Sweltering heat spells shuffled schedules School closings affect parents and sitters


At lunchtime, Rosalind Carter can usually be found taking a break from her job as a medical records technician at Sinai Hospital.

But yesterday, as temperatures soared into the mid-90s and schools throughout the metropolitan area again sent their sweltering students home early, Ms. Carter was among 20 or so parents who skipped lunch to make an unexpected trip to Calvin Rodwell Elementary School on Liberty Heights Avenue to pick up their children.

"I had to take my break later so I could get him to my mother's house," said Ms. Carter as she led her son Brian, a second-grader, down the cement stairs of the school and into her waiting car.

Ms. Carter was among thousands of parents throughout the state who had to respond quickly to the decisions by school boards to close schools in the early afternoon as Maryland suffered through another day of record high temperatures and stifling humidity. School systems throughout the state closed early.

Some parents arranged rides for their children with relatives, friends and baby sitters. In some cases, the day-care centers that normally took the children after school picked up their charges a little earlier than usual.

"Their parents made arrangements with the center to have us pick their children up early," said Brenda Meyers, a day-care assistant at Tender Care Day Center in the 4500 block of Liberty Heights Avenue. "This way, there is no inconvenience for them since they don't have to leave work to come get their children."

Barry Jordan, formerly an employee of Westinghouse Electronics, had to provide taxi service for his niece, first-grader Juanita Gross, because her mother works in Hunt Valley and was unable to make the trip to Northwest Baltimore.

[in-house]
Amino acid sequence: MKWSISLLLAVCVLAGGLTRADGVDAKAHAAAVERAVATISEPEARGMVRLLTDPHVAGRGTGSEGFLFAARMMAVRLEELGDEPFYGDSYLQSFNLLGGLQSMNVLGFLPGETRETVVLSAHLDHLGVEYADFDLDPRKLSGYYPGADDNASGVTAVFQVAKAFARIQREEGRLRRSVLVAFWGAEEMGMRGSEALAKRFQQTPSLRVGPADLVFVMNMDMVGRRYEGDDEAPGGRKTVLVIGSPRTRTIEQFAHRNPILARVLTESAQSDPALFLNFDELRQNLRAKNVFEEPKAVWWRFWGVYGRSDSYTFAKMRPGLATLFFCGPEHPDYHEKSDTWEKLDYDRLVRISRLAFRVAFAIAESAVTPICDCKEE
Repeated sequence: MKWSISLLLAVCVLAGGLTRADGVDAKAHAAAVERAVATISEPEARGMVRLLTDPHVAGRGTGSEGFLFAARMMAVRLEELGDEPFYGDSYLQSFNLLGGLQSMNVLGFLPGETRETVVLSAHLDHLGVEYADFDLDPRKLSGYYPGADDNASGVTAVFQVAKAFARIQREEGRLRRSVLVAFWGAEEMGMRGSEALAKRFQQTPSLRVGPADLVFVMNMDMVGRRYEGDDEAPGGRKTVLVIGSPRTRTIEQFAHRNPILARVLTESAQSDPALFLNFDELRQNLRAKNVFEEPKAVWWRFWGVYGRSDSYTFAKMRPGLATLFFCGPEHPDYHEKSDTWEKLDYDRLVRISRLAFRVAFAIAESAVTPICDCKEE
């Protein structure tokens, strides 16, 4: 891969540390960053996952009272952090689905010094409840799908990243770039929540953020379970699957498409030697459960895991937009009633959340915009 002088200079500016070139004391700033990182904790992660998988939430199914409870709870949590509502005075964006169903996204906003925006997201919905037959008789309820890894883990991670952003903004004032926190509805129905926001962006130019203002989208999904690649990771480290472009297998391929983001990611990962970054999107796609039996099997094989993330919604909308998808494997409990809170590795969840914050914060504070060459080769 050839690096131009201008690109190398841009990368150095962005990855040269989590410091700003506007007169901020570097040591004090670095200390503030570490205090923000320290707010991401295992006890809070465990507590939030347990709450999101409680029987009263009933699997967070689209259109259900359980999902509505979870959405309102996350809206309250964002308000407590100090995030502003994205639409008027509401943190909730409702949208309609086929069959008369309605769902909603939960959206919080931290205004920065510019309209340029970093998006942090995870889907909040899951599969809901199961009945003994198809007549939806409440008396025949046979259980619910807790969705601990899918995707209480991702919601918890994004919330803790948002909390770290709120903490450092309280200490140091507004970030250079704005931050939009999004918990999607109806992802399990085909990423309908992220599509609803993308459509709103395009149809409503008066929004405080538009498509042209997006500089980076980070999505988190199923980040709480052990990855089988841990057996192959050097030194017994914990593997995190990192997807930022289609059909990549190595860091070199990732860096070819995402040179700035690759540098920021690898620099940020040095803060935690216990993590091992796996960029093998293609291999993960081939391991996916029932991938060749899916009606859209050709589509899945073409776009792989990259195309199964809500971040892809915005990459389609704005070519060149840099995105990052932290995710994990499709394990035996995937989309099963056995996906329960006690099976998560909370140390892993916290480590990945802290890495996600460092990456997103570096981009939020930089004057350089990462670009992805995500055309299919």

"When she gets out at the regular time, she gets picked up by the day sitter. But today, when we found out [the children] were out of school, I was the only one available to get them," Mr. Jordan said.

The early closings did not sit well with Monique Hart, a data entry operator for the city government.

"Today, my daughter said the baby sitter forgot about her," said Ms. Hart, whose daughter, Kashina, is in the first grade at Calvin Rodwell Elementary. "She sat in the school office until [the sitter] came back for her.

"When schools got out early about two weeks ago," Ms. Hart continued, "a teacher allowed her to walk home by herself. Just let her leave. She got home OK, but I was scared when I was told. I made an effort to call the school to make sure she wouldn't leave by herself this time and the sitter leaves her."

Ms. Carter said that the school system should give parents a little more warning before deciding to send the children out of the school to figure out how they will get home.

"The [school system] has to realize that life is hectic and I've got other things to do. This sort of thing is a little inconvenient for working parents."

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